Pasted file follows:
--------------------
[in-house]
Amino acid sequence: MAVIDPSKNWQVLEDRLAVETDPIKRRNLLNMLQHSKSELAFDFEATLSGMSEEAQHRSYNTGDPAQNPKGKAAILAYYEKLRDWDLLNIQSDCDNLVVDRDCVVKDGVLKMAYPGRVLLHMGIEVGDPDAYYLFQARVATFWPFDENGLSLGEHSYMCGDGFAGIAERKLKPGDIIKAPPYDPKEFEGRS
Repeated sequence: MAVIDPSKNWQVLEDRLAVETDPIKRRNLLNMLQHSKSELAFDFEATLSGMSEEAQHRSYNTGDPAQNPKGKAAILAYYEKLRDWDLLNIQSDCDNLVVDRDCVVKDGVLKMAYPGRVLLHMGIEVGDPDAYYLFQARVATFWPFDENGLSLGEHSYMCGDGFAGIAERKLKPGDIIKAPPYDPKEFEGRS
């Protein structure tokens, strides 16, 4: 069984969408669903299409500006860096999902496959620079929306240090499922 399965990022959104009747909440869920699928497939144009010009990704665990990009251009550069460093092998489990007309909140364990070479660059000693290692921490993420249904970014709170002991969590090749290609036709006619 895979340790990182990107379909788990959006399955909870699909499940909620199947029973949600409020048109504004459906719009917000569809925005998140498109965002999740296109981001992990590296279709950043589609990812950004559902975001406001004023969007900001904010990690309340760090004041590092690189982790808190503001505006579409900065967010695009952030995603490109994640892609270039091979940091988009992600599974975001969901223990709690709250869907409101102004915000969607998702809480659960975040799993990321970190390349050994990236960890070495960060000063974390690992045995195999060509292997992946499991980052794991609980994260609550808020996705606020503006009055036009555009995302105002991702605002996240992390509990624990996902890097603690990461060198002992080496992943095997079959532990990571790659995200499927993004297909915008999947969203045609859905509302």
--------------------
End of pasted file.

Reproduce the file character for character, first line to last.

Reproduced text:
[in-house]
Amino acid sequence: MAVIDPSKNWQVLEDRLAVETDPIKRRNLLNMLQHSKSELAFDFEATLSGMSEEAQHRSYNTGDPAQNPKGKAAILAYYEKLRDWDLLNIQSDCDNLVVDRDCVVKDGVLKMAYPGRVLLHMGIEVGDPDAYYLFQARVATFWPFDENGLSLGEHSYMCGDGFAGIAERKLKPGDIIKAPPYDPKEFEGRS
Repeated sequence: MAVIDPSKNWQVLEDRLAVETDPIKRRNLLNMLQHSKSELAFDFEATLSGMSEEAQHRSYNTGDPAQNPKGKAAILAYYEKLRDWDLLNIQSDCDNLVVDRDCVVKDGVLKMAYPGRVLLHMGIEVGDPDAYYLFQARVATFWPFDENGLSLGEHSYMCGDGFAGIAERKLKPGDIIKAPPYDPKEFEGRS
């Protein structure tokens, strides 16, 4: 069984969408669903299409500006860096999902496959620079929306240090499922 399965990022959104009747909440869920699928497939144009010009990704665990990009251009550069460093092998489990007309909140364990070479660059000693290692921490993420249904970014709170002991969590090749290609036709006619 895979340790990182990107379909788990959006399955909870699909499940909620199947029973949600409020048109504004459906719009917000569809925005998140498109965002999740296109981001992990590296279709950043589609990812950004559902975001406001004023969007900001904010990690309340760090004041590092690189982790808190503001505006579409900065967010695009952030995603490109994640892609270039091979940091988009992600599974975001969901223990709690709250869907409101102004915000969607998702809480659960975040799993990321970190390349050994990236960890070495960060000063974390690992045995195999060509292997992946499991980052794991609980994260609550808020996705606020503006009055036009555009995302105002991702605002996240992390509990624990996902890097603690990461060198002992080496992943095997079959532990990571790659995200499927993004297909915008999947969203045609859905509302």